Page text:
If you’ve spent your life savings on flights to the other side of the world, chances are you’ll want to make the most of your travelling experience. A big question on the minds of many backpackers is whether to travel independently or to join an organised tour.
Each option comes with pros and cons and, depending on the destination, can enhance or limit your experience, so here are some tips to help you plan your travels.
The Pros and Cons of Travelling in a Group and Going Solo on Your Trip
When you’re backpacking and forever on the move, constantly having to book buses, hostels and excursions can become a tiresome chore. Sometimes it’s nice to be chauffeured around and have everything organized for you, and nowadays, tours cater to all travel types, from party animals to adventure seekers to those who just want a coach, a cup of tea and some nice scenery.
Even though tours have a fixed itinerary, these can often be adapted to suit the group, and if you have a great guide, they’ll go out of their way to give you a unique and adventurous experience. On a trip across central Australia our guide took a detour to a kangaroo sanctuary so we could bottle feed the joeys, and on another trip in North America our group ended up having a spontaneous 80s party at our tour guide’s house.
Of course, there are downsides. The success of a tour can often hinge on your group and your guide, and this can affect your experience. Furthermore, sometimes there is pressure to take part in activities or eat at certain restaurants so your choices are limited. Places that don’t have an established backpacker route – i.e. off the beaten track – are often better for guided tours so as to get the most from your trip. Starting a longer trip with a tour is also a great way to ease yourself into the backpacking experience.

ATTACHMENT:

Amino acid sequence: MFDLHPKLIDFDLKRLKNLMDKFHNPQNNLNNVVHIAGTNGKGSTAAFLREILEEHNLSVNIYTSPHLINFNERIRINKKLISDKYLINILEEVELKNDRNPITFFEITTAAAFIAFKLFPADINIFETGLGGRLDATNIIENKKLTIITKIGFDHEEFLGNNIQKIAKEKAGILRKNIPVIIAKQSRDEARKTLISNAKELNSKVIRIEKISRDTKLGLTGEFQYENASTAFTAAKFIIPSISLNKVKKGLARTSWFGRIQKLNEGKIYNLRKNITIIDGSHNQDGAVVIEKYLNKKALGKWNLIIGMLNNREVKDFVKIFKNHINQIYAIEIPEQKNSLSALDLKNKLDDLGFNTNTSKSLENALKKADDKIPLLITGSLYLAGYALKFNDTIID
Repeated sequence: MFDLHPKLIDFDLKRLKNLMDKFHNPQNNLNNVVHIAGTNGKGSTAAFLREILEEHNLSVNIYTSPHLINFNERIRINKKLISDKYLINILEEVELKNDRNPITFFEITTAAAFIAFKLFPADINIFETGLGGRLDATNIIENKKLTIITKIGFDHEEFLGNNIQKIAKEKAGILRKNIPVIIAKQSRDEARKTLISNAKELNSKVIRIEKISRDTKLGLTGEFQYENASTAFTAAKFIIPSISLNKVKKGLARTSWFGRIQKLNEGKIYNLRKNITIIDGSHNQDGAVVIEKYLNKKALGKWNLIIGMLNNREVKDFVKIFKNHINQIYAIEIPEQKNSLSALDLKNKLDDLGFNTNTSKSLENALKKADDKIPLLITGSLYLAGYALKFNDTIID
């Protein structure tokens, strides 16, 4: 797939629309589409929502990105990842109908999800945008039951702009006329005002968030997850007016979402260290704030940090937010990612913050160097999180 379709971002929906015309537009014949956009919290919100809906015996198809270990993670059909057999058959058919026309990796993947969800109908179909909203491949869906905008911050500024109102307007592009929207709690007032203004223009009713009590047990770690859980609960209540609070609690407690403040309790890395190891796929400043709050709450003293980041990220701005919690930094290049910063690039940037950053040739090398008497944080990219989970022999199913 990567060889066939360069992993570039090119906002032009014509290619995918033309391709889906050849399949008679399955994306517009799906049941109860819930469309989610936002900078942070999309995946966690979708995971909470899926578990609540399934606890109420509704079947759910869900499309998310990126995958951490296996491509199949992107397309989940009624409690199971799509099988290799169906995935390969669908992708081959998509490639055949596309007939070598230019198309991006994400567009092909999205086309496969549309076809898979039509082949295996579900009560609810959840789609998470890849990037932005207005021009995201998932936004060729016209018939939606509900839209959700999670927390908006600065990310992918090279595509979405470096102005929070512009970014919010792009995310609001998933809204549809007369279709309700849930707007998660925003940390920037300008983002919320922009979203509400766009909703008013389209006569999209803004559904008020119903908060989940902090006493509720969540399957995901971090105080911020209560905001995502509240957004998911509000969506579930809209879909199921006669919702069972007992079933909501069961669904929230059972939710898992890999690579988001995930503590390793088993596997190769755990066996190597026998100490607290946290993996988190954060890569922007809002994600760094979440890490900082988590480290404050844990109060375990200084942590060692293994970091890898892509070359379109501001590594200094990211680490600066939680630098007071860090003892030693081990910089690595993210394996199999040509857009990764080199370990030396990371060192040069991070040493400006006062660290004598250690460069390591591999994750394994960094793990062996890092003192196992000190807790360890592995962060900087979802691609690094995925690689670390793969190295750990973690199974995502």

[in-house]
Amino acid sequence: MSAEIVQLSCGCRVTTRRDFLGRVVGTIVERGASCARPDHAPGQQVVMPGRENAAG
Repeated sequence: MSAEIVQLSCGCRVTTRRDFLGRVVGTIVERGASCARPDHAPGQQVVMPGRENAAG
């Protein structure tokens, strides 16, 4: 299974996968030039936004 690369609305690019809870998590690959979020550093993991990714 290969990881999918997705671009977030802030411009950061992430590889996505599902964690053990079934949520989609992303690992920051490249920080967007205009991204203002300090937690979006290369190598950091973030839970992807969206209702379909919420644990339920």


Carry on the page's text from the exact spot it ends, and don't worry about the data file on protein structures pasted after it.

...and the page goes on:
Going it alone
Although daunting for the uninitiated, most people find travelling solo a breeze in places where you’re bound to meet other backpackers, like South East Asia, Eastern Europe and Australia. These are popular solo backpacker destinations where travellers often follow the same route and are open to meeting new people. It may be scary at first, but travelling alone gives you complete control over your itinerary and the chance to be spontaneous.
Big cities can be slightly more difficult places in which to meet fellow backpackers, usually because people are focused on finding work and less keen to hang out with random people. If you’re starting your trip in a city, it’s worth researching hostels to find the most backpacker-friendly ones.
Hop-on hop-off buses
Combining organised group travel with the freedom to explore places alone, hop-on, hop-off buses offer an ideal solution. Popular in North America, Europe, South East Asia, Australia and New Zealand, they give you the option to extend your stay in a particular city or destination and then resume your travels whenever you choose. This is perfect if you want to spend extra time in certain cities, or take part in weather-dependant activities such as skydiving, glacier walks or hiking through national parks.
In peak travelling times, buses can get booked up very quickly so you have to plan your stops and pre-book the next bus to avoid being stuck in a destination for too long. If you’re on a tight schedule or travelling in a peak season – i.e. Christmas – this leaves less room for spontaneity. Tours also often have 30+ people on each bus and sometimes have to stop at expensive hostels to accommodate everyone, which may eat into your budget.
If you’re travelling in a group or happen to meet some road trip buddies, hiring a car or campervan is a fun way to get around. Having your own vehicle allows you to stop off in small towns en-route to your destination and explore places around main cities such as the Blue Mountains near Sydney or Phillip Island near Melbourne.
Although travelling in a campervan may seem like a good 2-in-1 accommodation and travel option, costs can rack up when you’re paying for expensive petrol and campground fees. It can also be time consuming to find parking or a place to stop when you just want to go and explore a town.
Go your own way
If you have never travelled for an extensive period before and you’re not sure how to do it, I would recommend trying out all of these options to get a feel for what suits you best. Remember that nothing is set in stone: for example, if you take a two week tour and don’t enjoy it, no big deal: just travel independently from there on in. And vice versa and so on. One of the best things about travel is the freedom it gives you, and this applies to types of travel as much as it does anything else.